As Prime Minister Abe prepares for an unprecedented third term, the BOJ adheres to its supporting role. There have been no recriminations, at least in public, of the BOJ’s failure to hit its inflation target. Since the BOJ is running out of financial assets to buy, it is now looking for the Prime Minister and the commercial banks to create some more for it to monetize in the next economic slowdown. Consequently, the banking sector is being rehabilitated with some tweaks to the yield curve, which the government will then attempt to steepen with a new round of fiscal stimulus.
The last report noted the growing risk from the BOJ’s centrality commitment to hitting its inflation target being tested. This risk was said to be heightened by the BOJ’s process of easing with guidance yet normalizing with its actions. Said actions were noted in the steady decline in JGB purchases by the BOJ. Focus has now switched to the BOJ’s declining ETF purchases. Some see this decline as another normalization signal. Others note that the BOJ has already exhausted 65% of its 2018 ETF buying budget already, therefore, necessitating a decline in purchases going forward by default. The jury is out.
BOJ Governor Kuroda recently added to this controversial subject, when again he opined that interest rates will not rise for “an extended time,” but that the inflation target will be hit before his term ends in 2023.
The unfolding global trade war is now also being taken more seriously, as a headwind that may soon become the main priority for the BOJ. Recently, it was reported that the 32 regional branches of the BOJ have embarked upon an unscheduled crisis survey, specifically evaluating the impact of the trade war. If these studies conclude that the impact has been significant, the BOJ will have to consider what if any monetary policy stimulus to apply.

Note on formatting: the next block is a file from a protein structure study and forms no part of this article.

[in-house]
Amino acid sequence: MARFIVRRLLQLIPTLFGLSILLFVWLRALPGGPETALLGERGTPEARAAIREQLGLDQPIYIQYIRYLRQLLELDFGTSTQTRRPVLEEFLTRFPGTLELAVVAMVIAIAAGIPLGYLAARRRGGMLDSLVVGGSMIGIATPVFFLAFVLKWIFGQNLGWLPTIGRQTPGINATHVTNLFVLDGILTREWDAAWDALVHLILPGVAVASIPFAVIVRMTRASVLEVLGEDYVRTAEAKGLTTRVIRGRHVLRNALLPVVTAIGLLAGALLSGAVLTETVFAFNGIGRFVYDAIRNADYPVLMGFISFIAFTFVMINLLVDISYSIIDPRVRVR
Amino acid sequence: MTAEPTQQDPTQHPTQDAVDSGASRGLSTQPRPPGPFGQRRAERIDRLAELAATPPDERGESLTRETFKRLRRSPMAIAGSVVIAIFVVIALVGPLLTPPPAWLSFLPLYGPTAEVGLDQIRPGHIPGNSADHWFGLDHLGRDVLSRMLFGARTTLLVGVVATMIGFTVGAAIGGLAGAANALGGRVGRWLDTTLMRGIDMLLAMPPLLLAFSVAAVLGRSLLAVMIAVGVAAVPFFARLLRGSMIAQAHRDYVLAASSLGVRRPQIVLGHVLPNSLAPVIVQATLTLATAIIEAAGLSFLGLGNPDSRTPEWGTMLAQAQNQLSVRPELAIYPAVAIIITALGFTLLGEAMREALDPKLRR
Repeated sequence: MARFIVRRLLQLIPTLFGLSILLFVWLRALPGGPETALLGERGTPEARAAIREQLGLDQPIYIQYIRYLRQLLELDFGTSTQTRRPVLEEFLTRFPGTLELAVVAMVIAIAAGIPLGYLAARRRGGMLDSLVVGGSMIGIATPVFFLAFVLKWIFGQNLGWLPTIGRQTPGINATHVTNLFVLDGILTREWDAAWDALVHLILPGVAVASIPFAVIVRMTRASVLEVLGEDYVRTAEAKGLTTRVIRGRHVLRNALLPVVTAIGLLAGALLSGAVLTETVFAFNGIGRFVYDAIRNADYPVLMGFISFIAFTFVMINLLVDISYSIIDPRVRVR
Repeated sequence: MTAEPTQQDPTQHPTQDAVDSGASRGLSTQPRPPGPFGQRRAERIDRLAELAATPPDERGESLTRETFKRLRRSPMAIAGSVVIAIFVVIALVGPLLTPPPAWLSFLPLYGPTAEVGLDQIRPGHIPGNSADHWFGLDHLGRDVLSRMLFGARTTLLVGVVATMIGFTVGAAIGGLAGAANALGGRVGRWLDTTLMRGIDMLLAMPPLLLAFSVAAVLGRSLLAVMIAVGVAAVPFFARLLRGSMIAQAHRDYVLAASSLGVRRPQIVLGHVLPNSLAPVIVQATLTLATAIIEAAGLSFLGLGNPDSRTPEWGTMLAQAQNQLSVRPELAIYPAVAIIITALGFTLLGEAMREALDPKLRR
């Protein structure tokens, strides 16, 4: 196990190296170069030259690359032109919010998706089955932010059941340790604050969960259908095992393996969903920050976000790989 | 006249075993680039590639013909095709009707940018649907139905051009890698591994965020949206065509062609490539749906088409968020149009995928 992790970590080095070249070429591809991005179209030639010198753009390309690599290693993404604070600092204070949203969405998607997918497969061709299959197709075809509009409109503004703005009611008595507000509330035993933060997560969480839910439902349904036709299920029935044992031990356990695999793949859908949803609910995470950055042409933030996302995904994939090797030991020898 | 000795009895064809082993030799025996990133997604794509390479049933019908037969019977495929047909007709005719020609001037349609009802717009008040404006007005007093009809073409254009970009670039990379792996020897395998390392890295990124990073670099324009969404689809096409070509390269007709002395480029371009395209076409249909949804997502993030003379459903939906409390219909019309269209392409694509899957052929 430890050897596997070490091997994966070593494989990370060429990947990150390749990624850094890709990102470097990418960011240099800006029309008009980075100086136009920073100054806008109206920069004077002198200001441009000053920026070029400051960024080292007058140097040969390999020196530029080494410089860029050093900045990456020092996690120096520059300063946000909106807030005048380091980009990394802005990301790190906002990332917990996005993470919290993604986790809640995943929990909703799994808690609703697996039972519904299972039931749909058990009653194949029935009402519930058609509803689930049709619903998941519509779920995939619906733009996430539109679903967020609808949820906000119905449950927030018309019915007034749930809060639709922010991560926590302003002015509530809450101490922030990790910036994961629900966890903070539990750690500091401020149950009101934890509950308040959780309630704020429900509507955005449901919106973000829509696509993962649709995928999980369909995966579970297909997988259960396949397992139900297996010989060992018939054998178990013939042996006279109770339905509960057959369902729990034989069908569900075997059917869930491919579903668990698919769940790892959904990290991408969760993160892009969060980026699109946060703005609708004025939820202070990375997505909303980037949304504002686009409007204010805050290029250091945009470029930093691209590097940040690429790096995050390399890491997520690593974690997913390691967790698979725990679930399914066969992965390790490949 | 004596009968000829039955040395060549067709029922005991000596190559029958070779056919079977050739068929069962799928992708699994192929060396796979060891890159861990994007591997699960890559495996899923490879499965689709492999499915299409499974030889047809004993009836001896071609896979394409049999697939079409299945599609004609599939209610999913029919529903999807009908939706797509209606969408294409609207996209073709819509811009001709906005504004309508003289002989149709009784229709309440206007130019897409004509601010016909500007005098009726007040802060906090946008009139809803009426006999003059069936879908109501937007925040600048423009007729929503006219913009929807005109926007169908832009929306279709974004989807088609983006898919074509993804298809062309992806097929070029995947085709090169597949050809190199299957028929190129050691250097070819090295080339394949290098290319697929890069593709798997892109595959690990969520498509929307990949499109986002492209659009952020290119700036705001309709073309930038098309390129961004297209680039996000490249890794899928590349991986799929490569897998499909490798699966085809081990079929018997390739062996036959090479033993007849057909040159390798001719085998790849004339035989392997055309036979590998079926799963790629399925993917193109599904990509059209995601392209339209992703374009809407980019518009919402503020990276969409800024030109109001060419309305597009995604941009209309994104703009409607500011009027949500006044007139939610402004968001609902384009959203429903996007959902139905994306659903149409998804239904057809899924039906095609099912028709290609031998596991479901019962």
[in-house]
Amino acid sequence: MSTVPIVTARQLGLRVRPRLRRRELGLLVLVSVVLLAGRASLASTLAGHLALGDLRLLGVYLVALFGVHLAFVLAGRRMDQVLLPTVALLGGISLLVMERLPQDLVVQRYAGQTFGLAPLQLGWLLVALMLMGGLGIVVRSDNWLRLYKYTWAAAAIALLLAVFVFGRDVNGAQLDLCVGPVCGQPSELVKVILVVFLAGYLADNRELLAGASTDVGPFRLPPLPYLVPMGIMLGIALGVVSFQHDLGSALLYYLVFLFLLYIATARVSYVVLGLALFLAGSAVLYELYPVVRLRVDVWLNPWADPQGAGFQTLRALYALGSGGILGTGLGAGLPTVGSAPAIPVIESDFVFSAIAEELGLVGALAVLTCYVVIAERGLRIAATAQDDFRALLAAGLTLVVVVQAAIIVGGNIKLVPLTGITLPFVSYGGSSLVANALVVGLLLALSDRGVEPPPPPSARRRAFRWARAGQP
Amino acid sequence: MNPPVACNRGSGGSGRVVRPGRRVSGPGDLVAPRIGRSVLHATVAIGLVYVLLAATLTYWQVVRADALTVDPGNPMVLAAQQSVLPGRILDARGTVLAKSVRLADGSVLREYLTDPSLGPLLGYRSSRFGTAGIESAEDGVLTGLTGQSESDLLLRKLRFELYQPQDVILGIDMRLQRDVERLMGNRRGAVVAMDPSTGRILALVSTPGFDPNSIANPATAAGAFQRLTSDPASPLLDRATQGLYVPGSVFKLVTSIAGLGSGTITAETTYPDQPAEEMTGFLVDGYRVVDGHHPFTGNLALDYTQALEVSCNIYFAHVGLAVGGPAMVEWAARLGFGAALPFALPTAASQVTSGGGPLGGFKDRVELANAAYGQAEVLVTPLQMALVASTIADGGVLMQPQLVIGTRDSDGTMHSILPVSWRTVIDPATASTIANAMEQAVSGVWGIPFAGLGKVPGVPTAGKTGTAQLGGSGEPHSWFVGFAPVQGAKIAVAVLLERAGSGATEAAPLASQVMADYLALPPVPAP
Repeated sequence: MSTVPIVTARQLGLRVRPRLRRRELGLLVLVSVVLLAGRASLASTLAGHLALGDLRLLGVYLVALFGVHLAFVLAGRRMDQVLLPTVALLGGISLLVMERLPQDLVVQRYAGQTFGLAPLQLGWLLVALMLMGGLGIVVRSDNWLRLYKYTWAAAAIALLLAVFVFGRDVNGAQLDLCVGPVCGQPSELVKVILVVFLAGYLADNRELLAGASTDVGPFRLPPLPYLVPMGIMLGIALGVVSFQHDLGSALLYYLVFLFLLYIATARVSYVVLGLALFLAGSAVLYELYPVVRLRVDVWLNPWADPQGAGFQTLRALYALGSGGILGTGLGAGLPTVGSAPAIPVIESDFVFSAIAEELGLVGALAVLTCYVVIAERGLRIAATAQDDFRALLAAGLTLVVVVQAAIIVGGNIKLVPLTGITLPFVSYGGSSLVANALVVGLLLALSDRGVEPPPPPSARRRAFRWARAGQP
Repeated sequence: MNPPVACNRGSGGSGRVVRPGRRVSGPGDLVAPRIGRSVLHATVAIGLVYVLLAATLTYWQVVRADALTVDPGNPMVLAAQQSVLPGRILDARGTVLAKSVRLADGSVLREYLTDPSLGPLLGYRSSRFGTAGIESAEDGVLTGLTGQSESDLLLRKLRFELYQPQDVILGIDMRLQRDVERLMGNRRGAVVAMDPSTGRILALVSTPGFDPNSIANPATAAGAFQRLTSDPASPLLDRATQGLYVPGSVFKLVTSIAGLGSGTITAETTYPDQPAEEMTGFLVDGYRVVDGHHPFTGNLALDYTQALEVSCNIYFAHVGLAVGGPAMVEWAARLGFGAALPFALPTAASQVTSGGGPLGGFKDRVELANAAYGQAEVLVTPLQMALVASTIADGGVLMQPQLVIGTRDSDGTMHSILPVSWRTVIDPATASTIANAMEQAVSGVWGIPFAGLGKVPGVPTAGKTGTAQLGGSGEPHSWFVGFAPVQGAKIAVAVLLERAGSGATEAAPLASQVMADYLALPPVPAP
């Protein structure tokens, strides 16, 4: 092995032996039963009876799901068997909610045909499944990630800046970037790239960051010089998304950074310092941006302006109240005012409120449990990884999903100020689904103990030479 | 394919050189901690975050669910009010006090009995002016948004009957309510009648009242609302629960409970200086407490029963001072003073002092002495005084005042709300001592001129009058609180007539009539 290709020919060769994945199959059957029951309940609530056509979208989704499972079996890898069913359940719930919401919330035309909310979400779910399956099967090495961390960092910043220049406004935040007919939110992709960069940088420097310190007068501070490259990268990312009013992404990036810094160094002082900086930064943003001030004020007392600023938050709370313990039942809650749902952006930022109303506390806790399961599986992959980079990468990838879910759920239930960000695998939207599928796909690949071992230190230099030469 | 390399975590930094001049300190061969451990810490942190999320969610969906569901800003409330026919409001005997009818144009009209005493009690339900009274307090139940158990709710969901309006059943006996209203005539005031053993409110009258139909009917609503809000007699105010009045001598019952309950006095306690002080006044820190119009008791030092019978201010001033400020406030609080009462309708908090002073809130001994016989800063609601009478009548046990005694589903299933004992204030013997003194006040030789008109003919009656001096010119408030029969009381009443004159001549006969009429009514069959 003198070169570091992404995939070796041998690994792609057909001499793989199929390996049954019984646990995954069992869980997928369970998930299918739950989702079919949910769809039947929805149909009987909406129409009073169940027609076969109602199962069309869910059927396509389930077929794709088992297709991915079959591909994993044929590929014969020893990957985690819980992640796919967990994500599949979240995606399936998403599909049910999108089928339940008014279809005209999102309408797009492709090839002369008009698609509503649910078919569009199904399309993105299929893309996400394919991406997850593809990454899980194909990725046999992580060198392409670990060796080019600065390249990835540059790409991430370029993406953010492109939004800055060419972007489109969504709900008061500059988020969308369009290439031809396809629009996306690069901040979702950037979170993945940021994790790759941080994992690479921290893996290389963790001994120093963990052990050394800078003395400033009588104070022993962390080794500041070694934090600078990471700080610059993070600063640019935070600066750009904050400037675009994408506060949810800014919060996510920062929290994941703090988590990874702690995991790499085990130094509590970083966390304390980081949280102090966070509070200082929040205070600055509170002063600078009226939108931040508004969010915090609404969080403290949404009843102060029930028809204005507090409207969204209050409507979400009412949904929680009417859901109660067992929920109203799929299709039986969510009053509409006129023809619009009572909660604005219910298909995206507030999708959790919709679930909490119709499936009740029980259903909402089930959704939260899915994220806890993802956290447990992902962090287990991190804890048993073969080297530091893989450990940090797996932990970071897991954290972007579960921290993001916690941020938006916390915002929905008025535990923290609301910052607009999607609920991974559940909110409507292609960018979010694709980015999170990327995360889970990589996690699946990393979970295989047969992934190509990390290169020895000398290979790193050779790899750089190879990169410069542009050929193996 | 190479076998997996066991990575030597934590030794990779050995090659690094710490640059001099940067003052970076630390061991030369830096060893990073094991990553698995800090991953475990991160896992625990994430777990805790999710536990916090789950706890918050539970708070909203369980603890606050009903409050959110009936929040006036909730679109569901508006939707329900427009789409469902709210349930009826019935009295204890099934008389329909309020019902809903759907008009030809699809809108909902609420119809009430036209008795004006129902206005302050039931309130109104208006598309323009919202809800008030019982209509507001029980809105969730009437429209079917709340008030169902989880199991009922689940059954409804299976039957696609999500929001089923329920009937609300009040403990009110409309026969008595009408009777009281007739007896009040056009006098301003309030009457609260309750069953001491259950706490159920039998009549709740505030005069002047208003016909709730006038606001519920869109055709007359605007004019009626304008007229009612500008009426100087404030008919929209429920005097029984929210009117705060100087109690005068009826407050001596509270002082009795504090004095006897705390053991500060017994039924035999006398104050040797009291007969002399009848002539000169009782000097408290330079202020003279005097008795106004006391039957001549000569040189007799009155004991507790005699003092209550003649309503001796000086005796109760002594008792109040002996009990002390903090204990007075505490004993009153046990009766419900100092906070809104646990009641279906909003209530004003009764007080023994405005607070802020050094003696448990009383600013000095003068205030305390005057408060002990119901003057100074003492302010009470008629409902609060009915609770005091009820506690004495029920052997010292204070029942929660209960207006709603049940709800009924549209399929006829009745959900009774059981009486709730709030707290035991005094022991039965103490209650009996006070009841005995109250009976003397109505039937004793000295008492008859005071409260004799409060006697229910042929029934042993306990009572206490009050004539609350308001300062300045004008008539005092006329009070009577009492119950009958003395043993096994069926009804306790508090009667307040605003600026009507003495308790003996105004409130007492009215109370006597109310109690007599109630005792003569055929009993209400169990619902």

The BOJ guidance by leak process is also seeking to correct misperceptions of the latest BOJ policy tweaks that have resulted in an incremental rise in long-term interest rates. Said sources are keen to emphasize that, whilst the upper bound of the interest rate corridor has been raised, the floor has also been lowered. The lowering of the floor, implies a cut in interest rates which, has been completely overlooked by the market discounting process.
Such a widening in the corridor of interest rate target levels should, therefore, be viewed as a widening corridor of uncertainty. Such uncertainty could see higher or lower interest rates. The risks are therefore balanced, rather than skewed in favour of higher interest rates as Mr. Market assumes.
The low boundary of this corridor of uncertainty was recently illustrated by BOJ Monetary Policy Board member Goushi Kataoka. He opined that there is no utility or logic in the BOJ’s recent tweaks to its policy; that has created and then attracted yields to this upper boundary limit. His illustration is useful in proving that there is also a probability that monetary policy may be eased again. The BOJ is thus faced with balanced risks, just like any other central bank.
(Source: Seeking Alpha)
The rumor mill has gone into overdrive, as the BOJ seeks to promote this form of “unconventional monetary policy guidance” to good effect. Rumor alleges that the BOJ drafted its last equivocal communique in English first and then translated it back into Yen. Rumor also alleges that this was done so that Mr. Global Market does not buy Yen and sell-off Japanese stocks aggressively to disturb the virtuous risk-on cycle that the BOJ has created with words yet conflicting actions.